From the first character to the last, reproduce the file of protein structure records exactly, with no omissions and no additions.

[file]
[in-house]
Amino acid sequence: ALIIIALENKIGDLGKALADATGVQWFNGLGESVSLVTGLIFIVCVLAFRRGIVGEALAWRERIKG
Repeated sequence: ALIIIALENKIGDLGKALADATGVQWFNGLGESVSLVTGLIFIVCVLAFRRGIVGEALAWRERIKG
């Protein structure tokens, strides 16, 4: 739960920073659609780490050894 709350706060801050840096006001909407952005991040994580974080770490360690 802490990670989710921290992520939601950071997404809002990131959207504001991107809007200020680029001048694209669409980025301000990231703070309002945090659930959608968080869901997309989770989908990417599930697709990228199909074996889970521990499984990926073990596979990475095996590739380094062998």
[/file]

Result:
[in-house]
Amino acid sequence: ALIIIALENKIGDLGKALADATGVQWFNGLGESVSLVTGLIFIVCVLAFRRGIVGEALAWRERIKG
Repeated sequence: ALIIIALENKIGDLGKALADATGVQWFNGLGESVSLVTGLIFIVCVLAFRRGIVGEALAWRERIKG
């Protein structure tokens, strides 16, 4: 739960920073659609780490050894 709350706060801050840096006001909407952005991040994580974080770490360690 802490990670989710921290992520939601950071997404809002990131959207504001991107809007200020680029001048694209669409980025301000990231703070309002945090659930959608968080869901997309989770989908990417599930697709990228199909074996889970521990499984990926073990596979990475095996590739380094062998």